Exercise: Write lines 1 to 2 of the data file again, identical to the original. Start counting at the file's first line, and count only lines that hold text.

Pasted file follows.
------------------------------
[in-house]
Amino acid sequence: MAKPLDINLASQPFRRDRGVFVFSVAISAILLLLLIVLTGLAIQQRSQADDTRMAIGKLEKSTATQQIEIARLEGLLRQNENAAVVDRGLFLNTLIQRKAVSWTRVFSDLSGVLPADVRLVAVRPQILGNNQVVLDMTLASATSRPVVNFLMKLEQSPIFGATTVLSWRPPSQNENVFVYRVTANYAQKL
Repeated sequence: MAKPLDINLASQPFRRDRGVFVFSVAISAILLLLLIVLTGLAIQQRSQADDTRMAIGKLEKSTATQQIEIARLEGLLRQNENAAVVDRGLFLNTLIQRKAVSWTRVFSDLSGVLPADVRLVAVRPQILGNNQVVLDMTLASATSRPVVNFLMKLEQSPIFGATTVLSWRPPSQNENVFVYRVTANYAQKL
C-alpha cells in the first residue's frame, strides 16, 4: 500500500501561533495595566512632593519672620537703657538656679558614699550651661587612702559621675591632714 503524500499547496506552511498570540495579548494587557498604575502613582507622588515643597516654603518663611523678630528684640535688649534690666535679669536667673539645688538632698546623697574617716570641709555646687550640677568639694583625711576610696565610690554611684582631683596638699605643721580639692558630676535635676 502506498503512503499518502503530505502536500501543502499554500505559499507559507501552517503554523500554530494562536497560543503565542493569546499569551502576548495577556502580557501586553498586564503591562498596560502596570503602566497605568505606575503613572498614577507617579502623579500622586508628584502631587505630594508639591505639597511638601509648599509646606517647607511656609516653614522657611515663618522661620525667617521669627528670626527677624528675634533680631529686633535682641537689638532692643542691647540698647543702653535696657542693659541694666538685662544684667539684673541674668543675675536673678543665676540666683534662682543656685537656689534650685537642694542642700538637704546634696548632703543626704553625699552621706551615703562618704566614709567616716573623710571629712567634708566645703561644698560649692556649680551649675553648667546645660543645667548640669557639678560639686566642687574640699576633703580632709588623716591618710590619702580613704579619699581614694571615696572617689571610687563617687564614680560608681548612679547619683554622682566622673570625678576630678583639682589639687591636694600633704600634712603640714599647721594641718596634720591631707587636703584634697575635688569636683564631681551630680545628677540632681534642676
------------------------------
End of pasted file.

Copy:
[in-house]
Amino acid sequence: MAKPLDINLASQPFRRDRGVFVFSVAISAILLLLLIVLTGLAIQQRSQADDTRMAIGKLEKSTATQQIEIARLEGLLRQNENAAVVDRGLFLNTLIQRKAVSWTRVFSDLSGVLPADVRLVAVRPQILGNNQVVLDMTLASATSRPVVNFLMKLEQSPIFGATTVLSWRPPSQNENVFVYRVTANYAQKL